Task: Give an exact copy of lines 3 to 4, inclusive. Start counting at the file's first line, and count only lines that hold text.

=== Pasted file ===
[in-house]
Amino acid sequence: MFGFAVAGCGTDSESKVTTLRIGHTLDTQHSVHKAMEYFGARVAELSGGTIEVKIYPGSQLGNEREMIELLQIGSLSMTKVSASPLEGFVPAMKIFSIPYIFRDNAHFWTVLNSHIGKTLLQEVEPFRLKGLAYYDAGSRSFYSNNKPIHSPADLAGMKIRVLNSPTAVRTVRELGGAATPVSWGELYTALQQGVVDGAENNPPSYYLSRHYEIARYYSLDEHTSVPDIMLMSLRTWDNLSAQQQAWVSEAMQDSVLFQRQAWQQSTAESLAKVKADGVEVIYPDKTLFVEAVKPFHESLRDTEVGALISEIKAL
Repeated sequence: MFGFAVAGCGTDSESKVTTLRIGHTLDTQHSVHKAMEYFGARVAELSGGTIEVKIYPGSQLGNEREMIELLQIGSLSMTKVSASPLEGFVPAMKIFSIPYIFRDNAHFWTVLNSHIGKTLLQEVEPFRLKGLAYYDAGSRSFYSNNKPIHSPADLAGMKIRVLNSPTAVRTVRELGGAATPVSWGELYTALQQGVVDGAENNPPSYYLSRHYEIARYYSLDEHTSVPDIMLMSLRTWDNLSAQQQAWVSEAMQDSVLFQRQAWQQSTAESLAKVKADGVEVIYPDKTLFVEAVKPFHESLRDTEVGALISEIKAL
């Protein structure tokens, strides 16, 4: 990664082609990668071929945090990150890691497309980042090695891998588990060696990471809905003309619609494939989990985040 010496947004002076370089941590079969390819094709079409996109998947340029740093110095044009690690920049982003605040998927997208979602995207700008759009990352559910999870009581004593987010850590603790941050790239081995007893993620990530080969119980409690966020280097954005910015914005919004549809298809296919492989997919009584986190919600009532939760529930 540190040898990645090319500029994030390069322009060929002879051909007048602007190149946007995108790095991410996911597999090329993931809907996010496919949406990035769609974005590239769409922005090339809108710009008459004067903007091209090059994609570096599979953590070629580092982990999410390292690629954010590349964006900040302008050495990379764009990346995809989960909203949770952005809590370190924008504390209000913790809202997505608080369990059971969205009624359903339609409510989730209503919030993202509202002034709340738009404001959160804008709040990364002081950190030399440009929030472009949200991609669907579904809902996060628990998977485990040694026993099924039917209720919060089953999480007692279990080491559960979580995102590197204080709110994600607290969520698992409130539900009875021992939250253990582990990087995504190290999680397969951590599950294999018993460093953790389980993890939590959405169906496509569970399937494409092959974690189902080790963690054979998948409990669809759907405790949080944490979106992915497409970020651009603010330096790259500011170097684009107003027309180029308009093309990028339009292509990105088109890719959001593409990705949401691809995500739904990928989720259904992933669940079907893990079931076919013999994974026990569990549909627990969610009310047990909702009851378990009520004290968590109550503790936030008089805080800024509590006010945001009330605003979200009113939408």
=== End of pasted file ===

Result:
Repeated sequence: MFGFAVAGCGTDSESKVTTLRIGHTLDTQHSVHKAMEYFGARVAELSGGTIEVKIYPGSQLGNEREMIELLQIGSLSMTKVSASPLEGFVPAMKIFSIPYIFRDNAHFWTVLNSHIGKTLLQEVEPFRLKGLAYYDAGSRSFYSNNKPIHSPADLAGMKIRVLNSPTAVRTVRELGGAATPVSWGELYTALQQGVVDGAENNPPSYYLSRHYEIARYYSLDEHTSVPDIMLMSLRTWDNLSAQQQAWVSEAMQDSVLFQRQAWQQSTAESLAKVKADGVEVIYPDKTLFVEAVKPFHESLRDTEVGALISEIKAL
């Protein structure tokens, strides 16, 4: 990664082609990668071929945090990150890691497309980042090695891998588990060696990471809905003309619609494939989990985040 010496947004002076370089941590079969390819094709079409996109998947340029740093110095044009690690920049982003605040998927997208979602995207700008759009990352559910999870009581004593987010850590603790941050790239081995007893993620990530080969119980409690966020280097954005910015914005919004549809298809296919492989997919009584986190919600009532939760529930 540190040898990645090319500029994030390069322009060929002879051909007048602007190149946007995108790095991410996911597999090329993931809907996010496919949406990035769609974005590239769409922005090339809108710009008459004067903007091209090059994609570096599979953590070629580092982990999410390292690629954010590349964006900040302008050495990379764009990346995809989960909203949770952005809590370190924008504390209000913790809202997505608080369990059971969205009624359903339609409510989730209503919030993202509202002034709340738009404001959160804008709040990364002081950190030399440009929030472009949200991609669907579904809902996060628990998977485990040694026993099924039917209720919060089953999480007692279990080491559960979580995102590197204080709110994600607290969520698992409130539900009875021992939250253990582990990087995504190290999680397969951590599950294999018993460093953790389980993890939590959405169906496509569970399937494409092959974690189902080790963690054979998948409990669809759907405790949080944490979106992915497409970020651009603010330096790259500011170097684009107003027309180029308009093309990028339009292509990105088109890719959001593409990705949401691809995500739904990928989720259904992933669940079907893990079931076919013999994974026990569990549909627990969610009310047990909702009851378990009520004290968590109550503790936030008089805080800024509590006010945001009330605003979200009113939408």